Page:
The Mass Effect series of games are amongst some of the most popular and most critically acclaimed video games of recent times, with each game scoring over 90% on average on Metacritic and GameRankings (The Xbox 360 version of Mass Effect 2 even scoring as high as 96% on Metacritic). Exact sales figures are hard to find, but EA confirmed that 3.5 million copies of Mass Effect 3 were shipped for its launch. Mass Effect 3 (ME3) is the end of the series, completing Commander Shepard’s story-arc in the Mass Effect universe.
The story, quickly summarised, involves the discovery in the first game that an ancient race of highly advanced machines called the Reapers, which have been hiding in the dark space between galaxies for 50,000 years, are about to return to “harvest” the advanced organic races of the galaxy, something they have done over and over in 50,000 year cycles. You spend the next two games trying to learn more about them and how they can be stopped. The final game involves rallying the troops of the galaxy together and building a superweapon in a desperate attempt to destroy the Reapers before they destroy the advanced organic species of the galaxy and head back into dark space, completing this “cycle” of destruction. It is the stuff of epic science fiction, a battle of good versus evil on a grand scale, but with an added element that only video games can allow: you get to make many major (and minor) decisions throughout the series which have wide-scale consequences on how the story advances, developing your “own” Commander Shepard character with his/her own custom back-story and personality. This means that each person playing the games has a huge say in how the story unfolds, creating a kind of immersion in the story that even the best epic science fiction narratives told outside the medium of games cannot allow.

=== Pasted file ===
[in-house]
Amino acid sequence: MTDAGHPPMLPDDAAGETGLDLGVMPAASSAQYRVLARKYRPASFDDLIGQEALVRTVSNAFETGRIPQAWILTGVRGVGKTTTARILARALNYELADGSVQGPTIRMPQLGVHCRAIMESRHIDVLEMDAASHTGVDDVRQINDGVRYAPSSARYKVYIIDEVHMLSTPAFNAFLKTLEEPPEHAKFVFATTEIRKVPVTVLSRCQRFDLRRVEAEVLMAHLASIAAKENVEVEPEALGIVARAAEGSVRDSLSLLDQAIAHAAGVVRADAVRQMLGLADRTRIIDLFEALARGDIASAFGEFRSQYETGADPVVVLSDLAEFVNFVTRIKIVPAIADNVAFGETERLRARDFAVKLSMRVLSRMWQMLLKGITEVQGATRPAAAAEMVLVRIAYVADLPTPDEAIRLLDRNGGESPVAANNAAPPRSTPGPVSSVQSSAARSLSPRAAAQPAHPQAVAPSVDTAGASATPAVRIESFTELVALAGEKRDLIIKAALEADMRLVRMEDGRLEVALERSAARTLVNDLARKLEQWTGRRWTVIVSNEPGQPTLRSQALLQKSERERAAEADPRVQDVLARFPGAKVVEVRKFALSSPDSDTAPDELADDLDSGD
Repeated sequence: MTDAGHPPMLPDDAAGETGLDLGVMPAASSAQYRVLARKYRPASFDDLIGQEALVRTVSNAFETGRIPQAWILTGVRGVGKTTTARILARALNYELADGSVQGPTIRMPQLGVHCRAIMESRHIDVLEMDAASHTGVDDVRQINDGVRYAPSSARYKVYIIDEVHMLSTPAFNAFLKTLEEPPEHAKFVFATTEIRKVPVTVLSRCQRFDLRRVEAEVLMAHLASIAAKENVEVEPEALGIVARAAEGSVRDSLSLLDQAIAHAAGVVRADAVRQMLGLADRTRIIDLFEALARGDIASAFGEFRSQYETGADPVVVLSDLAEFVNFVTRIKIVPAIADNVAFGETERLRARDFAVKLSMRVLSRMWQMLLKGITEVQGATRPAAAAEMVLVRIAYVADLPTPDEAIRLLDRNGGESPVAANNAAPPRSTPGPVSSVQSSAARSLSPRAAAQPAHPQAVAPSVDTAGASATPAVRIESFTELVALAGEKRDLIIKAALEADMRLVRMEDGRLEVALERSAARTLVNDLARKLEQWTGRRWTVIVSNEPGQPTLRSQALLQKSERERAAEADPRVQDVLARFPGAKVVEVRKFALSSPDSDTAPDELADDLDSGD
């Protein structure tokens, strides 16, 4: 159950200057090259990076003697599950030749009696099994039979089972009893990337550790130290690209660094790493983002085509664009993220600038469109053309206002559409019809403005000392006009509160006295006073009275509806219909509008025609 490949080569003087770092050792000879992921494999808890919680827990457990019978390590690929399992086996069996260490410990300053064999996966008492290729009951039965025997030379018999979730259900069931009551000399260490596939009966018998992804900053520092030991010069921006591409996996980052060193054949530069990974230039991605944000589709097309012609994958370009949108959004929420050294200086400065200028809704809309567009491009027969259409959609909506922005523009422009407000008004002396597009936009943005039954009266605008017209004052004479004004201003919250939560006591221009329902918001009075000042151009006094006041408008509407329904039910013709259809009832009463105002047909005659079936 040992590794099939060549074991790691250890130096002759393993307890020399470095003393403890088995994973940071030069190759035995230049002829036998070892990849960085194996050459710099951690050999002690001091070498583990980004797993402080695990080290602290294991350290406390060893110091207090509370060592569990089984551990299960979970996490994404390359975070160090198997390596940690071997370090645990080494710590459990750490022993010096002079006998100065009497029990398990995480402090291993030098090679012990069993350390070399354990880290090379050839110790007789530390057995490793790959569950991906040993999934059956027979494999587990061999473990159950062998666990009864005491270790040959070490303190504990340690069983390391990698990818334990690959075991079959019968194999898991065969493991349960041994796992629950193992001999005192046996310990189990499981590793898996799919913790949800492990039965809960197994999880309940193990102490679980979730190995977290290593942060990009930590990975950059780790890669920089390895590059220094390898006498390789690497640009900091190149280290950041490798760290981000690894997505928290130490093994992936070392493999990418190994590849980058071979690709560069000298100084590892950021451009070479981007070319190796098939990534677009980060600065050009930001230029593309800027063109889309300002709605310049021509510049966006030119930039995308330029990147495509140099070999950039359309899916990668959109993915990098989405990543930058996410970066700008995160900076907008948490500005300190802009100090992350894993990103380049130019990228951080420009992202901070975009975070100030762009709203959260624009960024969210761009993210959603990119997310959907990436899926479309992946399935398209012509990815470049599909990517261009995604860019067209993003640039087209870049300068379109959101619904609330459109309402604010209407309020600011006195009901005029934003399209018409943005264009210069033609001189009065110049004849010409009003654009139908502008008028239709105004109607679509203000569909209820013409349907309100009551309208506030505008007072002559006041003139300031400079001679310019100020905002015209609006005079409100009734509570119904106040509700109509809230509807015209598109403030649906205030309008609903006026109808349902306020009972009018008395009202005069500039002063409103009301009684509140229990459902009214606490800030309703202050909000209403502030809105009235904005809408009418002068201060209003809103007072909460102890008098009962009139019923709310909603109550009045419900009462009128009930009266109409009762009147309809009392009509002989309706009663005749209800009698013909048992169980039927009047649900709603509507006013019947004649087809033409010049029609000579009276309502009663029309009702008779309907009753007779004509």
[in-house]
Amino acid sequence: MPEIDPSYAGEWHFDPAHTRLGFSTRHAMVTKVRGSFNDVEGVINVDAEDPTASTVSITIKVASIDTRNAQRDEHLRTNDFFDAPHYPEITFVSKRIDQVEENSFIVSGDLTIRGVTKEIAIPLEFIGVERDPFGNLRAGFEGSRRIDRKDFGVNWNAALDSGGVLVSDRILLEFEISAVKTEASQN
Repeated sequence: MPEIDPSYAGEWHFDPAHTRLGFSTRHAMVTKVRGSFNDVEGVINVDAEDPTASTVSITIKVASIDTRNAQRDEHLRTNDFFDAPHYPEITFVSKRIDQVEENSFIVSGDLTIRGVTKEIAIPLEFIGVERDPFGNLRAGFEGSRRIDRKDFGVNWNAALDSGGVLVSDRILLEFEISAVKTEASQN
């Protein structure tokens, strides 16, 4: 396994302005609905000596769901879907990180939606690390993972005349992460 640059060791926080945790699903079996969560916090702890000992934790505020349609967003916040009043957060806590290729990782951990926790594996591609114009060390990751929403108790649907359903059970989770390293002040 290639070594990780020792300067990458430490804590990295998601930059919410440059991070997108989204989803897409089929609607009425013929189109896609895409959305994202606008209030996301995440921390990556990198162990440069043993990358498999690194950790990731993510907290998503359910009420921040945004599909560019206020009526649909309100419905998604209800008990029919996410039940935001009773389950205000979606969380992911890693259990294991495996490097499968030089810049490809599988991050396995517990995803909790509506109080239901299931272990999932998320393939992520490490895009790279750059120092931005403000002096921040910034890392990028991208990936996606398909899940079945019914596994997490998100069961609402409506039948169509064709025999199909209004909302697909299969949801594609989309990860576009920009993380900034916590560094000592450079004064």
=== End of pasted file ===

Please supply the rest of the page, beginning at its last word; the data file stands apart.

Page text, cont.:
One might think that the critical reception to the final game (93% for Xbox 360 on Metacritic) is a strong indication that the developers (Bioware) have succeeded in drawing the trilogy to a close in a more than satisfactory way. When one looks at the “user score” (a score generated by consumer feedback rather than critical feedback) on Metacritic, however, a different picture emerges. For the Xbox version, it has 4.8/10, for the PC version, 3.7/10, and for the Playstation 3 version, 3.6/10. This seems to show quite a large gap between critical and consumer consensus. This is by all means not an uncommon phenomenon; some of the most popular music receives poor reviews from music critics. The critics’ end-of-year lists on Pitchfork (a widely read music site) bear little to no resemblance to end-of-year sales figures. The same is the case for literature. Dan Brown’s books and the Twilight series are some of the most popular books in the world. Critically, however, they are loathed. The Mass Effect games, however, are both hugely critically acclaimed and hugely popular. Why, then, the backlash against ME3? It all boils down to its ending.
As soon as the most dedicated fans began to finish the game a couple of days after its release, the internet was ablaze with anger. Many people were claiming Bioware had “betrayed” their fans, that the ending was “bungled” or “rushed”. The main complaint is that after 100 hours of highly story based gameplay across the trilogy, the end is split into three choices, each of which results in a relatively similar ending with (seemingly) little attention paid to the hundreds and hundreds of choices you’d painstakingly made across the three games. There are even inconsistencies and plot-holes in the ending you see compared to the choices you have made throughout the games. As Paul Tassi states “One fan aptly described it as if Star Wars was wrapped up with the final moments of 2001: A Space Odyssey”.
Now, fans being disappointed with a product is obviously nothing new. In the entire history of artistic production, products have been made which have displeased fans. No artist has ever had 100% approval of something they have created. To give a recent example, 2000’s Kid A by Radiohead lost them a large chunk of their fan base owing to a dramatic shift in style (the band clawed their fans back over the next 5 years, however, and now remain one of the biggest bands in the world). The outrage over the ending to ME3, however, is unlike anything seen before in the world of fan discontent. Discontented fans complain, yes, and the complaints of consumers can give writers/artists/producers a bad name. But the level of seething outrage over ME3 has been unprecedented.